, Volume 20, Issue 2, pp 391-403

Differential effects of salinity and soil saturation on native and exotic plants of a coastal salt marsh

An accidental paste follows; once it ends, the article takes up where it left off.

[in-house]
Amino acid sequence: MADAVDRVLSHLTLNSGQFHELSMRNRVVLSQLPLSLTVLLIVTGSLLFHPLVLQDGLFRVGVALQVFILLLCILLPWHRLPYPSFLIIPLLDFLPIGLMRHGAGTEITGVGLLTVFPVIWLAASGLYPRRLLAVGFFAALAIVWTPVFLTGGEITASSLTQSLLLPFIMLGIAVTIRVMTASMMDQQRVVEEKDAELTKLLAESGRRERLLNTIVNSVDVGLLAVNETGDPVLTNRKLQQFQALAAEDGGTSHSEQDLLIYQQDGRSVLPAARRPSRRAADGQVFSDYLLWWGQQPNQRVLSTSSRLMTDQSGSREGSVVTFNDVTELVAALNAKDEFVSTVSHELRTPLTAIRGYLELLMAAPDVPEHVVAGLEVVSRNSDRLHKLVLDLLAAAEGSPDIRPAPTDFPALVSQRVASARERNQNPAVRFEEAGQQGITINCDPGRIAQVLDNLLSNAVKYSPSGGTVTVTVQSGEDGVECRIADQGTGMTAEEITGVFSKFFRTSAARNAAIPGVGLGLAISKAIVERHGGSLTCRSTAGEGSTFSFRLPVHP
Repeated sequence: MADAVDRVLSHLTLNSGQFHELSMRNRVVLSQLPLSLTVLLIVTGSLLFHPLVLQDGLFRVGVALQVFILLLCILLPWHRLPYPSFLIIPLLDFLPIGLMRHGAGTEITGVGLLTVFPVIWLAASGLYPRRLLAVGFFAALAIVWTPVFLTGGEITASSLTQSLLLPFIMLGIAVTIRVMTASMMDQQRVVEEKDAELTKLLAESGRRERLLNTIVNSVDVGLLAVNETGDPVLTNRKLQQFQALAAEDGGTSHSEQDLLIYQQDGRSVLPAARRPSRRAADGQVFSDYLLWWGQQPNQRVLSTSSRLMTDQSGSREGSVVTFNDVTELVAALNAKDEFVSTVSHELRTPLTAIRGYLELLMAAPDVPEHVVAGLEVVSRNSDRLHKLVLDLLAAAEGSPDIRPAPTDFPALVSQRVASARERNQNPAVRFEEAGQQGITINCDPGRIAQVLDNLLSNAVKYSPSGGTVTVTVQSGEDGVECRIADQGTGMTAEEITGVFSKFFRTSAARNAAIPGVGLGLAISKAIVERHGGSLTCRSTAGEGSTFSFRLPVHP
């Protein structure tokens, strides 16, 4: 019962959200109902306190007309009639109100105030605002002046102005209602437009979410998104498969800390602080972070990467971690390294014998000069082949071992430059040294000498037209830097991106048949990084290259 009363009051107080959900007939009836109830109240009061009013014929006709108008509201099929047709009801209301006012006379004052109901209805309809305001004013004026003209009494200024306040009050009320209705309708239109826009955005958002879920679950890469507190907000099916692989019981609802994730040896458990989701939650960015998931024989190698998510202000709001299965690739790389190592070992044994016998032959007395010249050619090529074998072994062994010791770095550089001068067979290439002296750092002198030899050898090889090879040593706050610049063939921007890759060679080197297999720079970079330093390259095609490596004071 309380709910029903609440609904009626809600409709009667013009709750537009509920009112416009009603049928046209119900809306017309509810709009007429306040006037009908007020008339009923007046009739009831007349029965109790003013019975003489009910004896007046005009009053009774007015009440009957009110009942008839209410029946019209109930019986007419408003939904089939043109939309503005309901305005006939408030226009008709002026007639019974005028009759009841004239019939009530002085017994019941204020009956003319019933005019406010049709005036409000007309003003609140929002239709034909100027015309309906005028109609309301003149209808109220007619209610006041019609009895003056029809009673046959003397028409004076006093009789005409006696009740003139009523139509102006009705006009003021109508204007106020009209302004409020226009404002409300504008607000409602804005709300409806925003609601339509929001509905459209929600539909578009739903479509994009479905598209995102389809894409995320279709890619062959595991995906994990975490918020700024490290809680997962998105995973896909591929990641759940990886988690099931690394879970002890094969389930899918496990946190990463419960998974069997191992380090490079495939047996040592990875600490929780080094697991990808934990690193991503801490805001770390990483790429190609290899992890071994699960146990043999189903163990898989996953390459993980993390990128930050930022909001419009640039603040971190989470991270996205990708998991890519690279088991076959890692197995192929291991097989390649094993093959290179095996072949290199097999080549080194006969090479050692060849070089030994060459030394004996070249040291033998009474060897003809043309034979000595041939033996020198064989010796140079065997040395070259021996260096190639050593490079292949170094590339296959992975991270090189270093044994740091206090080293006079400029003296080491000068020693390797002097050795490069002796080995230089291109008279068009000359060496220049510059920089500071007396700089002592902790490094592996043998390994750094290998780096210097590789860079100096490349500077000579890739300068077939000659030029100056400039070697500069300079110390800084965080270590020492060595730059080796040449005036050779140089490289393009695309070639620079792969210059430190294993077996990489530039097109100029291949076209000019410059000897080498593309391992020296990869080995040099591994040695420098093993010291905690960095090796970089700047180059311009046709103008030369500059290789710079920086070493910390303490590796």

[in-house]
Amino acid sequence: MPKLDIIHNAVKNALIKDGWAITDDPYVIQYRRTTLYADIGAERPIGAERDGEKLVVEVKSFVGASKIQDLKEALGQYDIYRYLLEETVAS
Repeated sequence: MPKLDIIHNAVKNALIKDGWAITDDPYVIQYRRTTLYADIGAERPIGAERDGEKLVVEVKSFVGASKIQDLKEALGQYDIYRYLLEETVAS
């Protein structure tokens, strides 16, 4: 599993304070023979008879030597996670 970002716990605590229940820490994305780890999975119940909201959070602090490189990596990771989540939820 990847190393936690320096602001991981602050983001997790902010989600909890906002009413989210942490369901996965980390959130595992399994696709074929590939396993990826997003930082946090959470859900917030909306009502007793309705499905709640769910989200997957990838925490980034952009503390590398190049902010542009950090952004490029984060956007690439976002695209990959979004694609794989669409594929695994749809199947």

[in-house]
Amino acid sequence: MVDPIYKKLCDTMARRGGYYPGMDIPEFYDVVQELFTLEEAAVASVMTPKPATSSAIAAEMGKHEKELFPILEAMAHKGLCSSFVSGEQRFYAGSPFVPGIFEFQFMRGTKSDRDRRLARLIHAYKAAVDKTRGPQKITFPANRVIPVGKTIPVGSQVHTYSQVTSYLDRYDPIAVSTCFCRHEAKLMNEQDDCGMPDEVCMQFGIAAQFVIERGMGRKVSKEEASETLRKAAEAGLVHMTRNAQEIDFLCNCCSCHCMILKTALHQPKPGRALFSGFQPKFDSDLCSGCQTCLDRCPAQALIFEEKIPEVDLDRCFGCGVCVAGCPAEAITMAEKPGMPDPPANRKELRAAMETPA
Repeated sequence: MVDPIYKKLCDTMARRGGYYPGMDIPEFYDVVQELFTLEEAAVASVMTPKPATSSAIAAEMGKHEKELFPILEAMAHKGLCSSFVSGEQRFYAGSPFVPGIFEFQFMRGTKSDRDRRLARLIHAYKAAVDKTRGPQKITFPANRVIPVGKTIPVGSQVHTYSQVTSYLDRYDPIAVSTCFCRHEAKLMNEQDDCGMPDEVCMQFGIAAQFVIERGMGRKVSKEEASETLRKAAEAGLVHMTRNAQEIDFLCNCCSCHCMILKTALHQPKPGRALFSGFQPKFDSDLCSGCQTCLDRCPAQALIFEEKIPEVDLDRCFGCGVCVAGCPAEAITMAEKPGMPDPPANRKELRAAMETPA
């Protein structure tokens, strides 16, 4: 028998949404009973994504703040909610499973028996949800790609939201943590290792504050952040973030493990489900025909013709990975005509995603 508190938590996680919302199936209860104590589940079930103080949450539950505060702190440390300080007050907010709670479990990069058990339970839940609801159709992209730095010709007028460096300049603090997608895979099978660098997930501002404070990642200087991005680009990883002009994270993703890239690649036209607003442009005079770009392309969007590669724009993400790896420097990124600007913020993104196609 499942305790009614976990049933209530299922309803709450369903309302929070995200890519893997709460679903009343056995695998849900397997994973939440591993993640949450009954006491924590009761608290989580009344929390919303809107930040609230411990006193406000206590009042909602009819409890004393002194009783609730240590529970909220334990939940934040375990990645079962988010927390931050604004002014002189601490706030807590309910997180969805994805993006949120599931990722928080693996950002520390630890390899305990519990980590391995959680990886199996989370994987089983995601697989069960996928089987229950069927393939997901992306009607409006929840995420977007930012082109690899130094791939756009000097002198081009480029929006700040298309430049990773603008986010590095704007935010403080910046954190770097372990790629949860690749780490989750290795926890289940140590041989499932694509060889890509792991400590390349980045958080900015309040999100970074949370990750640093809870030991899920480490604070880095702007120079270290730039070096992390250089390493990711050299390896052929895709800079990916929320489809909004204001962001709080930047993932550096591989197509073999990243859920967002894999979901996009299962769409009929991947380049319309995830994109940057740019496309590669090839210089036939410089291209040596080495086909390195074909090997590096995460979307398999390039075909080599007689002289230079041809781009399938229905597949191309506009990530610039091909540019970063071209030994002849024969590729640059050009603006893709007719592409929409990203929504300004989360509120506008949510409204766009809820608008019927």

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In many southern California salt marshes, increased freshwater inflows have promoted the establishment of exotic plant species. A comparative study showed that a native, perennial, high marsh dominant,Salicornia subterminalis, and an invasive, exotic annual grass,Polypogon monspeliensis, responded differently to soil salinity and saturation.Salicornia subterminalis seeds and young plants were more salt tolerant, and the native grew best at high salinities (23 g 1−1 and 34 g 1−1) in greenhouse experiments. In contrast, the exotic had reduced growth at high salinities relative to nonsaline controls. The native,S. subterminalis, grew poorly as the duration of soil saturation increased from 2 wk to 32 wk, butP. monspeliensis grew equally well for all durations tested. The response ofS. subterminalis andP. monspeliensis to increased salinity indicated that salt applications might be used to protect native vegetation in salt marshes where salt-sensitive exotics are a problem. A field experiment verified that a salt application of 850 g m−2 mo−1 for 3 mo was sufficient to control the exotic, while not noticeably affecting the native. Thus, salt applications may be a practical method for controllingP. monspeliensis invasions in areas receiving urban runoff or other unwanted freshwater inflows.